Thoughts On World Cup 2010

I love the World Cup for many reasons.  First, I love football (that’s right, I know it’s pretty highfalutin to force-feed you the word football rather than soccer, but I’m a shameless ass), and the World Cup is a magical time that only comes around twice a decade when football is regularly shown on TV.  Further, it’s a time when many, many Americans become football fans.  I hear people around the office talking about Tim Howard and John Terry when, usually, they would have no idea who these people are.  I imagine it is what it’s like for the American David Hasselhoff fan(s?) on his first trip to France.  For once in our lives, someone understands us!

Secondly, the World Cup is an event that unequivocally unites all countries on Earth.  Shit, most countries in the world won’t even talk to North Korea right now yet, at the end of a group-stage match, hugs and jerseys are still exchanged.  Football is a phenomenon around the world that acts as a reminder that no matter what our geography or ethos, we are all made from the same blood, sinews and desire to put a ball in the net then tear off our shirts and slide around on our knees.  Don’t just take it from me that football is the collective adhesive of all man, there’s plenty of examples and sources out there.  I recommend watching the movie Joyeux Noel, a true story about German, French and Scottish soldiers during World War 1, who decide on Christmas Day to call a one-day truce in order to play a friendly game of football.  Or, if you’d like to read one of the most interesting books in the world, check out the book How Soccer Explains the World: An Unlikely Theory of Globalization, by Franklin Foer (http://www.amazon.com/How-Soccer-Explains-World-Globalization/dp/0066212340/)

Most of all, I love that the World Cup is always full of surprises, Cinderella stories, and gut-wrenching twists and turns.  This year, the most surprising story of the World Cup isn’t the one that everyone is talking about.  No, it’s not that fact that South Africa became the first host nation to fail in advancing past the Group Stage, and it’s not even the fact that the French team folded faster than…well, the French army in any war in which they’ve participated.  The most surprising element of this year’s World Cup involves the New Zealand team and their fans.  As I watched New Zealand outplaying Italy to a draw, I giggled to myself constantly.  It wasn’t because Italy was losing (maybe a little),  but rather because of the fans of the New Zealand squad.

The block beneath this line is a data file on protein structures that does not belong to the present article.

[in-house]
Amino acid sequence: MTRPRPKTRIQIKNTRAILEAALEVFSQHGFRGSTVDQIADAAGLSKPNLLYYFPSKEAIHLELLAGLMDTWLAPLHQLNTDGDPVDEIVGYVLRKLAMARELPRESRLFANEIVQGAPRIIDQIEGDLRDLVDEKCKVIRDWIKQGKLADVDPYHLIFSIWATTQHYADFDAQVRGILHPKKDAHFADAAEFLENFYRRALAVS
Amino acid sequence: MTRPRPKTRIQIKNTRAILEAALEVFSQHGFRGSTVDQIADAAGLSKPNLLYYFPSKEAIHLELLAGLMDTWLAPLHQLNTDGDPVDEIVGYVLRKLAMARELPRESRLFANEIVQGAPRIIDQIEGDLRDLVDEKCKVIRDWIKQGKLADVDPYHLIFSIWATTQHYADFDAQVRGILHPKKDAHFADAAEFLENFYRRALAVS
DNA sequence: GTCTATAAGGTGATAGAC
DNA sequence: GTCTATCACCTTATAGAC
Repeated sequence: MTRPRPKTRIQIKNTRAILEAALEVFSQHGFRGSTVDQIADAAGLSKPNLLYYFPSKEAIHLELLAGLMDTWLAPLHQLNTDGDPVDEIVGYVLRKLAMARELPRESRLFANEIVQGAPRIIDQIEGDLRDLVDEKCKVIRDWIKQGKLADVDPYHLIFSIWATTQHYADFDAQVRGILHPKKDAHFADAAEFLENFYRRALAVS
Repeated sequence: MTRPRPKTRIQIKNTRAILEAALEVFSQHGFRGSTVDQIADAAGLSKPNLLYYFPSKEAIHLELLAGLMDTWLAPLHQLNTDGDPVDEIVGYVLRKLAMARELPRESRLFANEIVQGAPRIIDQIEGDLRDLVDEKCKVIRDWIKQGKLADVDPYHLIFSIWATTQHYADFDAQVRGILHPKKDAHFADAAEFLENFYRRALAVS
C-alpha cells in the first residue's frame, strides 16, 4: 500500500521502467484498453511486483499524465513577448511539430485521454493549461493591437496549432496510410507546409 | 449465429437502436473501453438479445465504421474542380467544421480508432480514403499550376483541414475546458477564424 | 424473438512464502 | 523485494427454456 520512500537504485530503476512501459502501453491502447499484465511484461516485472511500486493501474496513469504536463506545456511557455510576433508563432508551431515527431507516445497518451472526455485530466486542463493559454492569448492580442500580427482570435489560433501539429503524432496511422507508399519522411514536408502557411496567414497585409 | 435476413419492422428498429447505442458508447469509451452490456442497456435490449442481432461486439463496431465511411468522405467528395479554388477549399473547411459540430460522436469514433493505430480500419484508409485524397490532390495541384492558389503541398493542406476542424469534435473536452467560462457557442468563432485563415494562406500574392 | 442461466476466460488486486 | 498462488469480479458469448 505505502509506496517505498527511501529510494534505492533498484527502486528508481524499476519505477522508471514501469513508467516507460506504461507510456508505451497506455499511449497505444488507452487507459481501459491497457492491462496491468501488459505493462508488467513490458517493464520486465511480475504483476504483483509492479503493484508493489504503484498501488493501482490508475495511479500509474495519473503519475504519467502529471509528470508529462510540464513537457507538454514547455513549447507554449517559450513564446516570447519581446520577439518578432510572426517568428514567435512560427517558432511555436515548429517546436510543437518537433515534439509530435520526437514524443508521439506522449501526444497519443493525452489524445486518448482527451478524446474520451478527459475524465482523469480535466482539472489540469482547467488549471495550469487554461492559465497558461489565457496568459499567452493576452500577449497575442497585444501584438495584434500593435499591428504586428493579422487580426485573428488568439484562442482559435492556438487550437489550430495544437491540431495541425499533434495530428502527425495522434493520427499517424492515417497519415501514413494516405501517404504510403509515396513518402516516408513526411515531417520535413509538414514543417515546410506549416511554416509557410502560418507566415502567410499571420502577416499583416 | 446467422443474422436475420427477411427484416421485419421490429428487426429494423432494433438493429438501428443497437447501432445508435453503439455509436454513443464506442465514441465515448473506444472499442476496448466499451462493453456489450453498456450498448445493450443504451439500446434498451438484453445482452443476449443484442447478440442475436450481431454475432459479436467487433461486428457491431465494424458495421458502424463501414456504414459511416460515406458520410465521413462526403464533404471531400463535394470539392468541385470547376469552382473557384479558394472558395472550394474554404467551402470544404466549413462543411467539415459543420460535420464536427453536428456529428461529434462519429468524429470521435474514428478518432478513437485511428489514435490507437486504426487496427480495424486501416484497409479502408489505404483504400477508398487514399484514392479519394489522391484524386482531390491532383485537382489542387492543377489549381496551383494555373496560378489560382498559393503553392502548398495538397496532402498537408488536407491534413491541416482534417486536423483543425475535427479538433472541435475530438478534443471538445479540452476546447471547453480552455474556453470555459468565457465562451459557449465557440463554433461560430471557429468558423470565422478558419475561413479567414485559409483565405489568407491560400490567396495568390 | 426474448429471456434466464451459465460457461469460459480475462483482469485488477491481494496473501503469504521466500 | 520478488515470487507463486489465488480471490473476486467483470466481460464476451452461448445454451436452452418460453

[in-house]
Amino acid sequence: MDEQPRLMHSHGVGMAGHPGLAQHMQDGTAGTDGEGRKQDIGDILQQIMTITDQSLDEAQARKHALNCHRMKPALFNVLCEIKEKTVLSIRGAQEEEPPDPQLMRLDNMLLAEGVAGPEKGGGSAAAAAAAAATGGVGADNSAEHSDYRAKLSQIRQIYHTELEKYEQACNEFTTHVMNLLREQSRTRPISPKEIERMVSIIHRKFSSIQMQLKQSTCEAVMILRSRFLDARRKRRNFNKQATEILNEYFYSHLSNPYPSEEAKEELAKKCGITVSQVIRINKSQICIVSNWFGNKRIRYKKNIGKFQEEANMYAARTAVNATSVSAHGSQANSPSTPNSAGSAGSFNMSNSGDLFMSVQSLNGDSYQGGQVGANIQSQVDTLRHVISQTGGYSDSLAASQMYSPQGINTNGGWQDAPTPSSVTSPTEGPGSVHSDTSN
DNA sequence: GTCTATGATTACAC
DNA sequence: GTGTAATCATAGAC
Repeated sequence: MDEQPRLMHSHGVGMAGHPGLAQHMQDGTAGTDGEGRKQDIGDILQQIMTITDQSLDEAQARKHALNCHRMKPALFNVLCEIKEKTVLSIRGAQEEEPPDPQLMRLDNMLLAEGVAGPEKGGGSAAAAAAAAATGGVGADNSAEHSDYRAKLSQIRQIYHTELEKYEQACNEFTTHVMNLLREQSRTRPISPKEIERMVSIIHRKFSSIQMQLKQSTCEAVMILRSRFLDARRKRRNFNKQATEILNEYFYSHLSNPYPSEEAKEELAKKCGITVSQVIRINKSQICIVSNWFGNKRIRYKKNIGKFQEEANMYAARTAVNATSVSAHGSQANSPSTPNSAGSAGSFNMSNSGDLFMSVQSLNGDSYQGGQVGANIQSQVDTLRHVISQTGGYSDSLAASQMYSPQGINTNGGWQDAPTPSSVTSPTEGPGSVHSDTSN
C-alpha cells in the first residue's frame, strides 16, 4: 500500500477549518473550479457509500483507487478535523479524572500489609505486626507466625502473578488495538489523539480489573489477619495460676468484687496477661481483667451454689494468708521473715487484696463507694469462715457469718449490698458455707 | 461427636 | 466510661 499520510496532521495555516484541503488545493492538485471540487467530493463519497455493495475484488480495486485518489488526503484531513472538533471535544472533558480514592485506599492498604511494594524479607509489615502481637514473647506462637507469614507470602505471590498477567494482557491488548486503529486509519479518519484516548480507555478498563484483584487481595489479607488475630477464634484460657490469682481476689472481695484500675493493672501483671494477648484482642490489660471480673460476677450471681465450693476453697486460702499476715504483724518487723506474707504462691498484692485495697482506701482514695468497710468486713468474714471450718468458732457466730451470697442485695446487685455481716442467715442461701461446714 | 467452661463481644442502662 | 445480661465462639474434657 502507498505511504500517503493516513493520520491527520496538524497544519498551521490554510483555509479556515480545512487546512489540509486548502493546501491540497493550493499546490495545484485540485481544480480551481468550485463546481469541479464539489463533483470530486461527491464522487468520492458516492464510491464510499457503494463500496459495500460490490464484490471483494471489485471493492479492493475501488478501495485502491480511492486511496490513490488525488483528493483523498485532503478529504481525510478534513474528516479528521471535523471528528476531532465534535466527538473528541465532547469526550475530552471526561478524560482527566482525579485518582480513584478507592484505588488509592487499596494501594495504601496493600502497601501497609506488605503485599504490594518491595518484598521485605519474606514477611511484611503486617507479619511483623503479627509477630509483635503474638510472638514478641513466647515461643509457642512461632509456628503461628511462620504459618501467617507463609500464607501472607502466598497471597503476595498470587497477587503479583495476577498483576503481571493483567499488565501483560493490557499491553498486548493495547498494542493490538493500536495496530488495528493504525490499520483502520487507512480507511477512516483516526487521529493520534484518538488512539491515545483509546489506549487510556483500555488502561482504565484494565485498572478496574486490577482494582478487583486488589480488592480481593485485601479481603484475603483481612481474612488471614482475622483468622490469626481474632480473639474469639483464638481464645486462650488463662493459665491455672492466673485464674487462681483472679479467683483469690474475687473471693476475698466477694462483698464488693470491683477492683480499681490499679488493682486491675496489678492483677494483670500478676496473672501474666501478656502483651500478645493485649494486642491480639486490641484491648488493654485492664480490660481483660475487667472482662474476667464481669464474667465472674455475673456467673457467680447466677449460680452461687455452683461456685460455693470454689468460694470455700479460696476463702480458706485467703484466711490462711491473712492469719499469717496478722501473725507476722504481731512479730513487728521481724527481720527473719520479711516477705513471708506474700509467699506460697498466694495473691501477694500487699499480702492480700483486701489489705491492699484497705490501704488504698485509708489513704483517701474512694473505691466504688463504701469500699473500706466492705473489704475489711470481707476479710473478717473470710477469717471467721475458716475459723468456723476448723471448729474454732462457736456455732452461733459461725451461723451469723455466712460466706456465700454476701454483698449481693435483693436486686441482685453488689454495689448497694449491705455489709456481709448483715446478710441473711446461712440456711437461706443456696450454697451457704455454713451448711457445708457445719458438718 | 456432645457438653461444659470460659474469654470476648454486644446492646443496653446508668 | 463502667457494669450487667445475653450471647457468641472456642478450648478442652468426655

As the New Zealand rugby team is called the All Blacks (due to their all black uniforms), the New Zealand football team is obviously called the All Whites (due to their all white uniforms).  During the game, a huge portion of the crowd consisted of rabid, shirtless Kiwis waving scarves that simply read “All Whites”.  Now, at this point, take a second to imagine it: crowds of drunk (probably) New Zealanders walking up to the entrance of the stadium in post-apartheid South Africa saying “hey Mate, where’s the All White section?”   Holy Shit!  Alanis Morisette, as you seem to have trouble defining it correctly, THAT is ironic.  Of all places for the New Zealand All Whites to make the World Cup, it’s South Africa.  The only place that could compare in awkwardness would be anywhere in the American South (“Hey, Mate.  We brought our mascot, Jim the Crow…”). 

Frankly, I’m amazed that no one else seems to have noticed.  I watched the entire game, and never once heard anyone comment about it.  How did the awkwardness get past FIFA, or even Nelson Mandela?  Usually, since football is full of so many racist, asshole fans (or, as football fans call them, Italians), FIFA takes every precaution to avoid such an embarrassment.  To clarify, I’m very aware that the New Zealand fans are not using their team name and team gear as a racial statement, it’s simply a culture difference.  And that creates the question, should one country’s culture be sacrificed to avoid offending the people of other countries.  I don’t have an answer, or even an opinion.  I guess I believe that the World Cup exists to bring people from all over the planet in one place to celebrate, compete and gloat.  Most of all, it allows people an opportunity to broadcast their culture and their pride in their country.  With seven continents coming together, I guess some awkwardness is unavoidable, as is some humor (as long as you take time to appreciate both).

The most important things are, after a long wait, World Cup is again thriving, the US hasn’t yet been eliminated, and Italy hasn’t won any games.

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